Another popular misconception about affirmative action is it encourages the hiring of people based solely on their race or gender. It does not - it is about recruiting and hiring qualified people of all backgrounds. As an example, MIT has made a concerted effort over the last few years to recruit more women applicants, and hence more women students. This is not a quota system or reverse discrimination, but an active policy to open up opportunities for members of groups that have historically been excluded, either by misguided legislation or societal pressure.

In attacking affirmative action, Dole and Gramm both called for an end to "quota systems." Yet another misconception: affirmative action is not a quota system. Legally imposed hiring regulations have been instituted only when discrimination was found to be persistent and near-total, and after voluntary measures failed. Extreme discrimination can only be repaired by remedial goals, designed to reproduce the circumstances that would most likely occur provided there was no discrimination in the first place. These goals are not quotas; they are inclusionary rather than exclusionary, and are flexible and temporary.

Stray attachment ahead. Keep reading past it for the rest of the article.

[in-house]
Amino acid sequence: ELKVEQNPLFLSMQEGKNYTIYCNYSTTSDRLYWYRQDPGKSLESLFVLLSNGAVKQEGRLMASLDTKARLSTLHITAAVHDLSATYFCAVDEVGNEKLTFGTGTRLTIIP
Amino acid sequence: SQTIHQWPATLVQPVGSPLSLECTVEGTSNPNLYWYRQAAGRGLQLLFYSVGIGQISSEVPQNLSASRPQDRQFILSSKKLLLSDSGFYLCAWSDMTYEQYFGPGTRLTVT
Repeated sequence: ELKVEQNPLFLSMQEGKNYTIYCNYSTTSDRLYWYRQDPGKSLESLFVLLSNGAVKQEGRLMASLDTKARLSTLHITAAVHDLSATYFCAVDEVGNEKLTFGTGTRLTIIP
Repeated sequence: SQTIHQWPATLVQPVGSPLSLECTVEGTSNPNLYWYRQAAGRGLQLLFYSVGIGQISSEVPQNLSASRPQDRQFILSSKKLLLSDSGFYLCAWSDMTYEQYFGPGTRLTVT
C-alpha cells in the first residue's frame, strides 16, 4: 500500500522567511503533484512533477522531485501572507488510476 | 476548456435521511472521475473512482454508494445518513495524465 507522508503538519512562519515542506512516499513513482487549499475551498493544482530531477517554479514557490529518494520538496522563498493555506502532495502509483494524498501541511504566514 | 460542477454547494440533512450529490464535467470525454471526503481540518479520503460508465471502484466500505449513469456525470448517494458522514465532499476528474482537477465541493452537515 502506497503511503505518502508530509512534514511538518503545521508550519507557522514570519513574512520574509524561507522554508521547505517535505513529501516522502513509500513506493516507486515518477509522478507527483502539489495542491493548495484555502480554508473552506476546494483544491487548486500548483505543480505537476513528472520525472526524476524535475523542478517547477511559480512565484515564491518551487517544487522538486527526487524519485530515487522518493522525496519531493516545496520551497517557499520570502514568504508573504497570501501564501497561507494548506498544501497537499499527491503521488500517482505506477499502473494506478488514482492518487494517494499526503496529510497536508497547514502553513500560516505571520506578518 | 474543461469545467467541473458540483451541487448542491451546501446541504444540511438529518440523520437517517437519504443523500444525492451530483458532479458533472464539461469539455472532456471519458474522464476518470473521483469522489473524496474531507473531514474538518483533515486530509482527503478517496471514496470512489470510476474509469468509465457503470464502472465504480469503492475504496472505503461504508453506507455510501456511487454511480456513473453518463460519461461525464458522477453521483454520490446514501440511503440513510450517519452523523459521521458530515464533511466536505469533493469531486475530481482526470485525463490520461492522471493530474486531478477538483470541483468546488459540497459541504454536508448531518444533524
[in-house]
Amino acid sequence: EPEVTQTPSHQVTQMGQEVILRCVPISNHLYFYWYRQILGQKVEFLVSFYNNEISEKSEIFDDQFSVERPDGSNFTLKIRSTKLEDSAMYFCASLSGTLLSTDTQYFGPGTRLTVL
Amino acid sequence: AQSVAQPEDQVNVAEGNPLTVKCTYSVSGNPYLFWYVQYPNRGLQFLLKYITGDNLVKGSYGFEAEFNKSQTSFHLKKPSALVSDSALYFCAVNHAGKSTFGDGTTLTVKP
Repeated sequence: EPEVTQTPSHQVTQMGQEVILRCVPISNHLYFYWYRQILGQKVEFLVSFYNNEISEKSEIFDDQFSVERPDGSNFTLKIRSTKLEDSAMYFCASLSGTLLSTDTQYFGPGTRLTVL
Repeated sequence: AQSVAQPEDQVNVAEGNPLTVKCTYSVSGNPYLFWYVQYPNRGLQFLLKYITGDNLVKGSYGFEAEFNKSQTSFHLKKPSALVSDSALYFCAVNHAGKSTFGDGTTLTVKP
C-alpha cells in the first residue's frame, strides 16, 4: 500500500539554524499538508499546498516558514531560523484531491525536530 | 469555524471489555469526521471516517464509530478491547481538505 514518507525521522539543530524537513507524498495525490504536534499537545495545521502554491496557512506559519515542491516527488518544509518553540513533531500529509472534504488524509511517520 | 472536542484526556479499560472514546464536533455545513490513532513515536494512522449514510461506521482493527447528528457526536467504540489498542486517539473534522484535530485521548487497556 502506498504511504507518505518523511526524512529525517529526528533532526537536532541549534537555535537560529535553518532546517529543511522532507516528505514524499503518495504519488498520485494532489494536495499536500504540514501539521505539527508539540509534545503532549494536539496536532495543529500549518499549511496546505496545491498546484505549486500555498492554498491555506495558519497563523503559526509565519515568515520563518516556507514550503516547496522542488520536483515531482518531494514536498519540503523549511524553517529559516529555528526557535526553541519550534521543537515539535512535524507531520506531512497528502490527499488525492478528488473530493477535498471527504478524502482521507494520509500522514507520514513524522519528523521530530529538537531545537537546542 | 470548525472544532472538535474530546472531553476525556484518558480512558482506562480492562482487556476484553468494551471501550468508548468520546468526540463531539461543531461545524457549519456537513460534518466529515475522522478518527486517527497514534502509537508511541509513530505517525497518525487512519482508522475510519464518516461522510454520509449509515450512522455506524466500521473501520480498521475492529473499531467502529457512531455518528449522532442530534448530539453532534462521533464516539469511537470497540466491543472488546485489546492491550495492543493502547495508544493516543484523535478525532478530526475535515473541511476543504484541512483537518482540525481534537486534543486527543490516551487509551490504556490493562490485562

Has affirmative action worked over the last 30 years? Yes, in many areas. Members of minority groups who would otherwise not have had a chance to get a good education and enter productive careers have had access to employment, higher education, and housing. Between 1970 and 1980, total black employment increased by 15 percent among public sector employees. Affirmative action guidelines at large private companies have also produced dramatic increases in the number of minority employees and promotions.

American cannot lose with affirmative action. It is indispensable for giving underrepresented groups a temporary leg up, and it encourages the diversity that gives our country the potential to solve its problems. By the turn of the century, more than three-fourths of the job market will be people of color, female, or immigrant. A perpetuation of exclusionary employment and education practices would leave this talent pool untapped.

Helms said that the government should end the programs and "restore the principles upon which our country was built: personal responsibility, self-reliance, and hard work." In a utopian society, with no history of prejudice and discrimination, he would be correct. However, modern America must deal with the consequences of centuries of institutionalized oppression of minorities, and many more years of segregation and discrimination. As President Johnson said in a speech at Howard University in the 1960s, "Freedom is not enough. You do not wipe away the scars of centuries by saying: Now, you are free to go where you want, do as you desire, and choose the leaders you please. You do not take a man who for years has been hobbled by chains, liberate him, bring him to the starting line of a race, saying, you are free to compete with all the others,' and still justly believe you have been completely fair. Thus it is not enough to open the gates of opportunity."